The Garage - Repairs
P0455 Evap Leak!

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Last Updated: 12/3/2013
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RockAuto, LLC
6680 Odana Road
Madison, WI 53719
Phone: 608-661-1376
Fax: 608-836-5694
Toll-Free: 866-762-5288
Email: service@rockauto.com

Click here to visit their website.

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The fabrication, modifications and designs you see on this web site are completed by myself. If you duplicate these modifications you do so at your own risk. I do not endorse or make any claims to their safety, performance, On-road or off-road worthiness. Any "Product Reviews" are my sole and personal opinion. These reviews are on items purchased from or provided by reputable aftermarket suppliers. All registered trademarks belong to their respective owners.

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06-01-2010 - My Check Engine Light (CEL) in the Durango came on yesterday. After pulling the code with my OBD-II reader, it turned out to be a P0455 which is a leak in the Evaporative Emission Control System. As with any system it is important to understand the basics in order to be able to diagnose problems. The purpose of the EVAP system is to minimize the amount of fuel vapors entering the atmosphere.

Here are a few EVAP codes which can be encountered with the Durango:


P0442 Medium EVAP Leak
P0455 Large EVAP Leak
P1480 PCV Solenoid Valve Open Or Shorted
P1480 Open Or Shorted Condition Detected In The Positive Crankcase Ventilation (PCV)
P1486 Evap Leak Monitor Pinched Hose

The fuel vapors in the EVAP system are stored in a charcoal canister to be purged and burned in the combustion chamber at certain operating conditions. The system is designed to use the fuel vapors by pulling them from the canister with the use of a purge solenoid.

With the OBD II self monitoring system, tests are ran by the vehicles PCM (Powertrain Control Module) to insure the EVAP system is functioning as it was designed. If the PCM sees test results outside certain pre-determined parameters or limits a DTC (Diagnostic Trouble Code) will be set causing the CEL (Check Engine Light) warning to appear in the instrument cluster alerting the driver of a malfunction in the Durango.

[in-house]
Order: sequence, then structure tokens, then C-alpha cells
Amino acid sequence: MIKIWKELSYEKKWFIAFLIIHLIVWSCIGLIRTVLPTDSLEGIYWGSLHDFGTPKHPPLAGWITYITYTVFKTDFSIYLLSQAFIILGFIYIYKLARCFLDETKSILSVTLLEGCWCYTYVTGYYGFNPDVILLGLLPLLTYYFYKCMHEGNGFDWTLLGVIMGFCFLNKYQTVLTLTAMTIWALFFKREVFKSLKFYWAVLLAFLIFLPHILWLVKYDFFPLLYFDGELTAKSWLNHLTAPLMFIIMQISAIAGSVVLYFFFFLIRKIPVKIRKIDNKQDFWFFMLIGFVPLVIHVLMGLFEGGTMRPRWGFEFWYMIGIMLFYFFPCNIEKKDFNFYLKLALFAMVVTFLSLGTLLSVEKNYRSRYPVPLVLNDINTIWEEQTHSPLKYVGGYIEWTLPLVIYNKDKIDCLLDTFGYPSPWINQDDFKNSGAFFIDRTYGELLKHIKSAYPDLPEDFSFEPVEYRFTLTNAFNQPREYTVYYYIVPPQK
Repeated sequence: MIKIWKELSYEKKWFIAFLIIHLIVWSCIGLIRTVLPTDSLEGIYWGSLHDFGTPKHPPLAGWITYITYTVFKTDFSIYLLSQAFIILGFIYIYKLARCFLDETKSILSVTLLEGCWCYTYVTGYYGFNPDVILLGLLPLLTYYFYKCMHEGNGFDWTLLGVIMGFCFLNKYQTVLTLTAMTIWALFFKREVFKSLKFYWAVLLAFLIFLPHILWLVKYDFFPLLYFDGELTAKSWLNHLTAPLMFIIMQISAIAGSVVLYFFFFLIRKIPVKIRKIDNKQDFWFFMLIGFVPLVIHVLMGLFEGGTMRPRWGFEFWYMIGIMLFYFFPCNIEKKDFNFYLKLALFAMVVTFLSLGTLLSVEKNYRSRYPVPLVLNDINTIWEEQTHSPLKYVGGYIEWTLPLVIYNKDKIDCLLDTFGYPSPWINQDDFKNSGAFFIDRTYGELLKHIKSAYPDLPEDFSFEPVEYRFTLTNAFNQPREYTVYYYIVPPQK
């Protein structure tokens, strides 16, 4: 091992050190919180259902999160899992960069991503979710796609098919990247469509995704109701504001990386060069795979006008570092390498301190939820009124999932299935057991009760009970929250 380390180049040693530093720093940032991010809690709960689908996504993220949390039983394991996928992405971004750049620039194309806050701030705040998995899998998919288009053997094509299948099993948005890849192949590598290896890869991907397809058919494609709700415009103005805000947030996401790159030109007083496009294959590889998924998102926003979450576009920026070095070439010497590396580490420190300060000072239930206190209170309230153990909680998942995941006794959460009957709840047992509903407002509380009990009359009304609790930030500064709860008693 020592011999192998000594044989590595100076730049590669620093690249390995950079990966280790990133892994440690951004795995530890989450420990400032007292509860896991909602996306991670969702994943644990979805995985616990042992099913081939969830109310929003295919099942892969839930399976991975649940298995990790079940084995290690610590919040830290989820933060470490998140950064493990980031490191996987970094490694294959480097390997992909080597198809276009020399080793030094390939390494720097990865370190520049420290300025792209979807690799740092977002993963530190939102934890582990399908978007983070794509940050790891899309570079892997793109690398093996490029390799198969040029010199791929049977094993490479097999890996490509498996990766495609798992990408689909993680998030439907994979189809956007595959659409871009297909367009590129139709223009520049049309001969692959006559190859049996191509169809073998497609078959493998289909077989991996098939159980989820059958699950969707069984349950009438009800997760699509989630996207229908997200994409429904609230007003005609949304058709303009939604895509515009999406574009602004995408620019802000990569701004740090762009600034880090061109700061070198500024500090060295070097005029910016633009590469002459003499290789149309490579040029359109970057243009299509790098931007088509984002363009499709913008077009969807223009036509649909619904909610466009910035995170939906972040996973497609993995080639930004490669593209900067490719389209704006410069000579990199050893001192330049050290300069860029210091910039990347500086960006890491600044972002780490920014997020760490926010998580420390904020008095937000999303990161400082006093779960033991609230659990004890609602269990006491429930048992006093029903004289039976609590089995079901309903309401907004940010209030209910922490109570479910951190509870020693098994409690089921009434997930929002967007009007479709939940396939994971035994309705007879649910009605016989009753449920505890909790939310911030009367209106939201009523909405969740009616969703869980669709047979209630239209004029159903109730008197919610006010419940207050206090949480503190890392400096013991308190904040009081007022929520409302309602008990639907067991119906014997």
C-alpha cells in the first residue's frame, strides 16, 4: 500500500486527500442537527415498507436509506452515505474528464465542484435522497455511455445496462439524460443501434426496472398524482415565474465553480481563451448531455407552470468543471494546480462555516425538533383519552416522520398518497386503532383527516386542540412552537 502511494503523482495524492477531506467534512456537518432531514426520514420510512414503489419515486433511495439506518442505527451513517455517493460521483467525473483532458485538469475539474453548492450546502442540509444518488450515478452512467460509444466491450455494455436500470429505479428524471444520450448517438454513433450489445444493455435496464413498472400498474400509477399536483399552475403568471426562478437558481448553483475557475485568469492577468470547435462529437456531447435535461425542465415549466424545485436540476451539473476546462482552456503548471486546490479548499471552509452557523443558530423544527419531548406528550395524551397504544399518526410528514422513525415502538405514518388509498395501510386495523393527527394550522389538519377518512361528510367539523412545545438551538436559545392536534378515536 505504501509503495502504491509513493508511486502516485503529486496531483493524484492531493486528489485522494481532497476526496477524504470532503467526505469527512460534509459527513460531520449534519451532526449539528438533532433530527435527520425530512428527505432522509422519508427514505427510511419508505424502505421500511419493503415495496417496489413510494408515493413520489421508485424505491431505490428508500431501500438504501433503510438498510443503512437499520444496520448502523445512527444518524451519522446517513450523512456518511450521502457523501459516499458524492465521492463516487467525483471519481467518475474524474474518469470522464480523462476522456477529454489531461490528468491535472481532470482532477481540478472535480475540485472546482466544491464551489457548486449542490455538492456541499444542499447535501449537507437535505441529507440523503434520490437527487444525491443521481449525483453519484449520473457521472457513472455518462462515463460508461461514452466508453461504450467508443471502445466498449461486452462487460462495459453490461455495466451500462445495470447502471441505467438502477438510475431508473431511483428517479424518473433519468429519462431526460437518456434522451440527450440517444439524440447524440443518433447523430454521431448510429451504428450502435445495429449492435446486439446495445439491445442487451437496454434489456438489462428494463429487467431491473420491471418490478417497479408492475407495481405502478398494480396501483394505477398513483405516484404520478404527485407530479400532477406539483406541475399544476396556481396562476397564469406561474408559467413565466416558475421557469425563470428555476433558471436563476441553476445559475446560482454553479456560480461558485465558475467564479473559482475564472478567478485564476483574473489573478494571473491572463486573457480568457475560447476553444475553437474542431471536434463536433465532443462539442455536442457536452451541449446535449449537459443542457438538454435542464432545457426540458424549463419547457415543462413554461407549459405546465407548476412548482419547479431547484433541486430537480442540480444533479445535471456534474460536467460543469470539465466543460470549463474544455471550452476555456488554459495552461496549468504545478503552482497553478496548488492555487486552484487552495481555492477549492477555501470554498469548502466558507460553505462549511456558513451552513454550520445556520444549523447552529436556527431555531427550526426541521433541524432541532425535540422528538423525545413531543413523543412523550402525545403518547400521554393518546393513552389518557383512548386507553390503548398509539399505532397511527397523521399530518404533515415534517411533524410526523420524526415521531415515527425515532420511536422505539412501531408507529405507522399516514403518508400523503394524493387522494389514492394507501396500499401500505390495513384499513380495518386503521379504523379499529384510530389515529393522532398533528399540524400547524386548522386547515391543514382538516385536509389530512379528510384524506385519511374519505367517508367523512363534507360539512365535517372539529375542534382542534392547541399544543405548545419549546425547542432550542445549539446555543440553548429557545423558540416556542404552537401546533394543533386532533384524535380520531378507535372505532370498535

Diagnosing the cause for an EVAP (evaporative system) leak code that has been set can be one of the most frustrating jobs any tech can face. Unless the fuel cap was left loose or doesn't seal properly, or a quick visual inspection reveals a cracked or disconnected vapor hose, diagnosing the EVAP system for vapor leaks is usually a very time consuming task.

I got lucky and do the knowledge gained having the same issue previously discovered in the Durango's life, I knew where to look first.

I was right on the money with my assumption and it turned out to be again the U shaped hose which I had replaced about 2 years ago. It is connected to the charcoal canister which is located under the truck just a bit behind the driver side door. It had a large rip right there were it goes onto the plastic tubing of the canister.

It's DORMAN Part # 46020 and avail. from RockAuto for about 6 bucks shipped!

Good thing that two years ago I was smart enough to order two sets instead of just the one needed at the time, thus I had another hose kit in my spare parts box.

All in all it took about 30 minutes (with the help of the little expert next to me in the picture) to replace the hose including jacking the truck up, clearing the code, and cleaning up afterwards. Time to order another spare kit!

Oh, almost forgot, I also replaced all the hoses leading to and from the purge solenoid as well, just in case.
Now when I remove the gas cap, I can clearly here the zishh!




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